Father & Daughter Car Repair – No. 2

What do I do now? When my daughter (HAD) started driving it became apparent that I could continue to be a taxi, let her drive my truck or buy a car that she and her soon to be driving brother could share. Option three was chosen which started the search for a good used car. Being a gearhead it was also going to be a manual transmission (best thief deterrent option) so both kids could learn to drive a stick. I eventually found a one owner, always garaged 2001 Chrysler PT Cruiser that was owned by a fellow gearhead with one too many cars (ordered to sell one by his wife). My daughter’s friends and co-workers thought I was a pretty awesome dad to supply such a cool car for her to use. Eventually HAD Right Front Tear Downbought the car from me so she would not have to share a vehicle (that leads to another story with a totaled ending). I taught HAD how to do all of her own maintenance to save money, how to change a flat tire and jump start her car. PT, the car’s nickname, has been very dependable. Then came along a mysterious noise from the right front corner…a worn out ball joint. There was also a motor mount, that had been flagged during the replacement of the timing belt, that was on the list of things to replace. Of course HAD wanted to tackle this repair to save money and to learn more about car repair…with my help. Changing the lower control arms is not for the novice so I knew the learning curve was going to be HAD Under PTsteep. Scheduling a time to do the repair became the biggest hurdle since HAD works two part time jobs and has been training for a half marathon this coming Sunday. The parts also needed to be ordered but they arrived with plenty of time to spare. It was decided we would start Friday evening after she arrived home from work with the hope it would be done before she need to go to work in the morning.

Now a slight detour to when HAD was knee high to a grasshopper. When my kids were little and they asked me for help to put something together (or take apart), I would show them how to do it, then take it back apart and hand it back to them to let them do it for themselves. I would supervise and coach as necessary. So since HAD wanted to learn she suggested we tackle this repair the same way I taught her when she was little. I would show her on one side then she would do the same on the other side.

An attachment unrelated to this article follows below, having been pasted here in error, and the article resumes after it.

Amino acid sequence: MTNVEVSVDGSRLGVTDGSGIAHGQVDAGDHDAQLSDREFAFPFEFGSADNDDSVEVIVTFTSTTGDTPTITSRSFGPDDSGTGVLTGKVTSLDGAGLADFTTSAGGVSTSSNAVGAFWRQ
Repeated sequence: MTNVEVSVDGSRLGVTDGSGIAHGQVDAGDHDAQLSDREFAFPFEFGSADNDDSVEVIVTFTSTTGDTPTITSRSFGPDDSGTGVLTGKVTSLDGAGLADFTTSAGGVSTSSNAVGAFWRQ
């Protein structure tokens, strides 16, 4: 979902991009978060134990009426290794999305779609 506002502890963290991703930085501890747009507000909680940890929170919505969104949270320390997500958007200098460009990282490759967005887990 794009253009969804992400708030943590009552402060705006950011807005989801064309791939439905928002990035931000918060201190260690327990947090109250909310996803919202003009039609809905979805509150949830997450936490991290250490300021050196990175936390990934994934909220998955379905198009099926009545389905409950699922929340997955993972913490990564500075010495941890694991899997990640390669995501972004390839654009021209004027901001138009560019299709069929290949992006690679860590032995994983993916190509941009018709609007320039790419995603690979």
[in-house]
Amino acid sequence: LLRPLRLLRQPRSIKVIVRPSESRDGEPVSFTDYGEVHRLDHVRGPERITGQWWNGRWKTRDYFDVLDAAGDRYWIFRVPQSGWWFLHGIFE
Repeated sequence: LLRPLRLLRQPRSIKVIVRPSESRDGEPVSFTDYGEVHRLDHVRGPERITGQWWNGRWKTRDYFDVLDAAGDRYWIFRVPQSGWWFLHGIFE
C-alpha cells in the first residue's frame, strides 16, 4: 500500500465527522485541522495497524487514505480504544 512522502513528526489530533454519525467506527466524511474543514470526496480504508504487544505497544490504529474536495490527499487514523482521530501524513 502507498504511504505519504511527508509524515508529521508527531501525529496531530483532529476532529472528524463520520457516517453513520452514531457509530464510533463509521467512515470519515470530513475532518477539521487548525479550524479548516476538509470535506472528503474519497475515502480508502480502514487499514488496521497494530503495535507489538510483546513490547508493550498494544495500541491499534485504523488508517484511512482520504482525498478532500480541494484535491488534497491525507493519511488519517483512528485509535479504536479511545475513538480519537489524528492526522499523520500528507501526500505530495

Based on the repair manual instructions I estimated it would take 3 hours but did not take into account the “novice” factor. We were not very far into the job when HAD said, “I never realized how much brute force was required to work on a car”. The pry bars, dead blow hammers, brass drift and pickle fork were all new tools to her. HAD learned from an earlier repair that a lot of the time the mechanic is Grease and Dirtworking only by feel because you can’t always see what you are doing once the tool and your hands are put into place. As with most repair jobs I busted a couple of knuckles but as HAD was loosing a bolt the wrench slipped and she did a head plant into the fender leaving a red mark on her forehead. Fortunately she did not dent the fender. The old saying any job worth doing is one you bleed for held true. We finally finished just after 11:30 PM. A test drive proved all the work was worth the effort and PT is driving like newish. We had a lot of fun working together and HAD learned a lot. It is definitely easier to work with an extra set of hands on a complex repair. Next up for DeadPT is an oil change which HAD can do on her own (when the guys at our local NAPA parts store see HAD come through the door they say, “it must be time for your 2001 PT Cruiser oil change). We will then change the power steering fluid and bleed the brakes. When all the work is done HAD will be all set for commuting to university for her last semester. HAD can now be my assistant when I change the lower control arms on my PT Cruiser…which is nicknamed GT.